Greta Van Fleet Are Looking to Make the Mainstream a Safe Place for Rock Again

(Image credit: Jessica Earnshaw)

Packing a Pantload of Zeppelin-esque riffs along with the unbridled energy of early Van Halen, the Frankenmuth, Michigan–based quartet called Greta Van Fleet has stormed radio and streaming services in a way that few rock bands have done in years.

High-velocity tracks like “Highway Tune” and “Safari Song” from the band’s debut four-song EP, Black Smoke Rising, seemingly came out of nowhere and are edging more established groups off of playlists.

“I think we’re all pretty surprised at the reaction we’re getting,” says guitarist Jake Kiszka. “We didn’t expect to receive such attention right out of the gate. I don’t know what to attribute it do; hopefully, it’s just because people are responding to great music.”

The 21-year-old Kiszka formed Greta Van Fleet with his brothers Josh (vocals) and Sam (bass) when they were in their mid-teens; their pal Danny Wagner soon climbed aboard on drums. Swept away by their parents’ “vinyl playground,” Kiszka and his siblings based the band on the music they grew up loving: Howlin’ Wolf, Elmore James, John Lee Hooker, Cream, Jimi Hendrix and Led Zeppelin.

“It didn’t feel like old retro music to us at the time,” he says. “It was exciting stuff. It wasn’t until I got to middle school that I even realized the other kids were listening to new stuff on pop radio, and it sounded nothing like what I liked. The contemporary music lacked feel, so we just stuck with what felt right to us.”

Kiszka started out playing a Fender Squier before graduating to Gibson Les Pauls and SGs. He cites Eric Clapton and Jimi Hendrix as enormous influences (“the first time I heard Hendrix play ‘The Star-Spangled Banner,’ I nearly fell out of my chair”), and he doesn’t shy away from comparisons to Jimmy Page. “Are you kidding me? I embrace it!” he says with a laugh.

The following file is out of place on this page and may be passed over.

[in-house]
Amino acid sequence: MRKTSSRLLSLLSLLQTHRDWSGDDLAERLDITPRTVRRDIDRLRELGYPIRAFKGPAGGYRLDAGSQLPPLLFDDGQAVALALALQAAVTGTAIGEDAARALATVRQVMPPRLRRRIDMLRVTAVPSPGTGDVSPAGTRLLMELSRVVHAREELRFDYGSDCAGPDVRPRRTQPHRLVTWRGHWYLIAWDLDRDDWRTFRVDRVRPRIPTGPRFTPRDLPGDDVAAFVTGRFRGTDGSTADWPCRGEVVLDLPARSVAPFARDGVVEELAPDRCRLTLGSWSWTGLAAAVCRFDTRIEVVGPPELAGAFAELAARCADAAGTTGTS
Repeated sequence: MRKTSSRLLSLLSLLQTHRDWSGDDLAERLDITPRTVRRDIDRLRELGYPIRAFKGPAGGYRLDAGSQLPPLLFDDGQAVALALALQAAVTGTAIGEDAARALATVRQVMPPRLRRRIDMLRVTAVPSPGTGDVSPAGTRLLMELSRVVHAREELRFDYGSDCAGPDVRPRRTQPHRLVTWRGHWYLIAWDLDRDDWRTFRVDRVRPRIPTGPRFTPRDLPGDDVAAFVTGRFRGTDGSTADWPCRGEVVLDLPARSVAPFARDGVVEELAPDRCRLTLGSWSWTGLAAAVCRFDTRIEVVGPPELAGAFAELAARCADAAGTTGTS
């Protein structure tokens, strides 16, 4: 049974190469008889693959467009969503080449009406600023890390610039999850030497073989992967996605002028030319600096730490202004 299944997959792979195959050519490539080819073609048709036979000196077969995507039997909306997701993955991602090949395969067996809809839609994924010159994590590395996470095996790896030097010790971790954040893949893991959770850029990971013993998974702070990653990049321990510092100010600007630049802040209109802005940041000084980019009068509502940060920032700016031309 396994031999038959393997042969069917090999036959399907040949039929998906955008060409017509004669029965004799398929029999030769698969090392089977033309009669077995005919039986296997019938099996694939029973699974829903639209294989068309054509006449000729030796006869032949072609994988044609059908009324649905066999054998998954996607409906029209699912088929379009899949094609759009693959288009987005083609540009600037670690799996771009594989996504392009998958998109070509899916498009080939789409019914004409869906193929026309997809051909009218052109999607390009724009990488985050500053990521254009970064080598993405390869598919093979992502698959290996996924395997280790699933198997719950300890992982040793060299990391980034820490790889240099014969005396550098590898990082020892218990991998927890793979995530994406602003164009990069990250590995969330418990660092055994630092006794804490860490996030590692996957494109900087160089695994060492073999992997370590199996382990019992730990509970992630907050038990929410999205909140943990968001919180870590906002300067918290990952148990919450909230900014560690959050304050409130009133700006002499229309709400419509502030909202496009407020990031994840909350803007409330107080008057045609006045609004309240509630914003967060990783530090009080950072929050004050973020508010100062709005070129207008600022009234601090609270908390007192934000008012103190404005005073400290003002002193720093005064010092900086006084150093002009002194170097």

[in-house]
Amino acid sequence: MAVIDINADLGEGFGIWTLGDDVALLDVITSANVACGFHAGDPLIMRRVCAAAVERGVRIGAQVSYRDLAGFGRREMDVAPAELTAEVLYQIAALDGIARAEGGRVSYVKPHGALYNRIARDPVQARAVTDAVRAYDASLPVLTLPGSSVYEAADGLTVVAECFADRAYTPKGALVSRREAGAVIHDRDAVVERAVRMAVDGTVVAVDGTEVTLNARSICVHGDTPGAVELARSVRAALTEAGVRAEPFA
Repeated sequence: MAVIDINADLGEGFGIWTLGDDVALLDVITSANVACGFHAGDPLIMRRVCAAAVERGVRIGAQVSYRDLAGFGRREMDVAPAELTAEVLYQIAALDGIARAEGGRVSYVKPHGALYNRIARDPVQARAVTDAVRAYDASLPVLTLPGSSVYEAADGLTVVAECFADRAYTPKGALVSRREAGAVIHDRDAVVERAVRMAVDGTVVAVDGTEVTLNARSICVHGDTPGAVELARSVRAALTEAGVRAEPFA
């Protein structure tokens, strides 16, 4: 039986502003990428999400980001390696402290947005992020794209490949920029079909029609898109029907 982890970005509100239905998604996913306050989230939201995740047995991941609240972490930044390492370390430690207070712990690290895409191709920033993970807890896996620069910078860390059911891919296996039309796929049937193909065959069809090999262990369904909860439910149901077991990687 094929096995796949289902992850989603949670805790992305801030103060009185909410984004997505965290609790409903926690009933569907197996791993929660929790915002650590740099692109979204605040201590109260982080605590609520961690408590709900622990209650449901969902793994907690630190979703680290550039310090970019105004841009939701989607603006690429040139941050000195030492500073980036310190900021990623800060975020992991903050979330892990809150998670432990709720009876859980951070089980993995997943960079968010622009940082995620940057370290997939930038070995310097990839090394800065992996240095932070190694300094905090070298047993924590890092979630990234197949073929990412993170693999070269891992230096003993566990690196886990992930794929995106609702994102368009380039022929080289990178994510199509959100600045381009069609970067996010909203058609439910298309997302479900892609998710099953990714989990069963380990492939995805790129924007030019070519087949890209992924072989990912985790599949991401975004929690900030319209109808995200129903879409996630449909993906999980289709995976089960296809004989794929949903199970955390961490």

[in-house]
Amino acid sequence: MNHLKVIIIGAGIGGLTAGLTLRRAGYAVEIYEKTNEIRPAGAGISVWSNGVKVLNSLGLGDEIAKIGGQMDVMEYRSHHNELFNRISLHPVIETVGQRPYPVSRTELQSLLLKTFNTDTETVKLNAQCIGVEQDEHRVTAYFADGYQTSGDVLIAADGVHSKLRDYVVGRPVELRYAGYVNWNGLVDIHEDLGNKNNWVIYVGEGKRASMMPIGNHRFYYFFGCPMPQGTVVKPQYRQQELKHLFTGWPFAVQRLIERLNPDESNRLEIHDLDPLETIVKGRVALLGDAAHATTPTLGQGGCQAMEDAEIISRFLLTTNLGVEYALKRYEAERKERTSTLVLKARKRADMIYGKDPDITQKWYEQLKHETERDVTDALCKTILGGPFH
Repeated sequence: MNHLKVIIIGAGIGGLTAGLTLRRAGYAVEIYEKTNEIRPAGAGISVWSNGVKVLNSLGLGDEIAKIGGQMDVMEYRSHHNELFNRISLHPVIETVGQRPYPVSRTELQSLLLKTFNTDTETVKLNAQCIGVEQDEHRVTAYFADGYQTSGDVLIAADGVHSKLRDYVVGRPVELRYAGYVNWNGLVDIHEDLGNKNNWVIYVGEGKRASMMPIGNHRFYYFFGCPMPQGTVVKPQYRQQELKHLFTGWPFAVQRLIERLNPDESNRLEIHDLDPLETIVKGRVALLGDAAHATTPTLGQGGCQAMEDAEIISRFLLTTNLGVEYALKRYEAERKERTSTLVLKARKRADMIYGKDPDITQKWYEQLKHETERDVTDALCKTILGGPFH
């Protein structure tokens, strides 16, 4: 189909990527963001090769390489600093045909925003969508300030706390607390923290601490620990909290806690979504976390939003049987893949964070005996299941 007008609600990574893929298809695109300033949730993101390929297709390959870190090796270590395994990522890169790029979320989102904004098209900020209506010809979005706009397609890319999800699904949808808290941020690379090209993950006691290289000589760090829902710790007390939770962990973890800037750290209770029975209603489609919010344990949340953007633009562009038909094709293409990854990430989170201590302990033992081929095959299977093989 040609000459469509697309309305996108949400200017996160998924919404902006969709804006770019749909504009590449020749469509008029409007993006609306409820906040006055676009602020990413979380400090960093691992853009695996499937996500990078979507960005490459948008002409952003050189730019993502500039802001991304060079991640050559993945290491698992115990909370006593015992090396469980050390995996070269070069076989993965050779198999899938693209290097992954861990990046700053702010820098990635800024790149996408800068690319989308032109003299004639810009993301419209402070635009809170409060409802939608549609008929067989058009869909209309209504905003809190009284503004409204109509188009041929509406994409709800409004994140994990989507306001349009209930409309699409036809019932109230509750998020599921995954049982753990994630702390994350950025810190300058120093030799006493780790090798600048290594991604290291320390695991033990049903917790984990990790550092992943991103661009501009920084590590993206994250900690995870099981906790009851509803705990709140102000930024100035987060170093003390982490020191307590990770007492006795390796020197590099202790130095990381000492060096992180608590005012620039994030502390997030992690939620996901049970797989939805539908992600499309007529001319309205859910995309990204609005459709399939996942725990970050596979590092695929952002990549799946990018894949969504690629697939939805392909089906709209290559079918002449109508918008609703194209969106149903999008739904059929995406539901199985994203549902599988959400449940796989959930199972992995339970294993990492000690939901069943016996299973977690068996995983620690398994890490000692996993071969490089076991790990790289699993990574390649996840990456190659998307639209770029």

“That big riff style that Page pioneered is something that always excited me. I think it’s a little sad that huge rock riffs are lacking in a lot of today’s music. Maybe if people see what we’re doing and how cool it is, we can help make it come back.”

GUITARS 1961 Gibson Les Paul, Gibson SG Standard, Danelectro
AMP Marshall Astoria 30-watt head, 1976 Marshall 4x12 cabinet
EFFECTS Marshall Astoria 30-watt head, 1976 Marshall 4x12 cabinet

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Joe Bosso

Joe is a freelance journalist who has, over the past few decades, interviewed hundreds of guitarists for Guitar World, Guitar Player, MusicRadar and Classic Rock. He is also a former editor of Guitar World, contributing writer for Guitar Aficionado and VP of A&R for Island Records. He’s an enthusiastic guitarist, but he’s nowhere near the likes of the people he interviews. Surprisingly, his skills are more suited to the drums. If you need a drummer for your Beatles tribute band, look him up.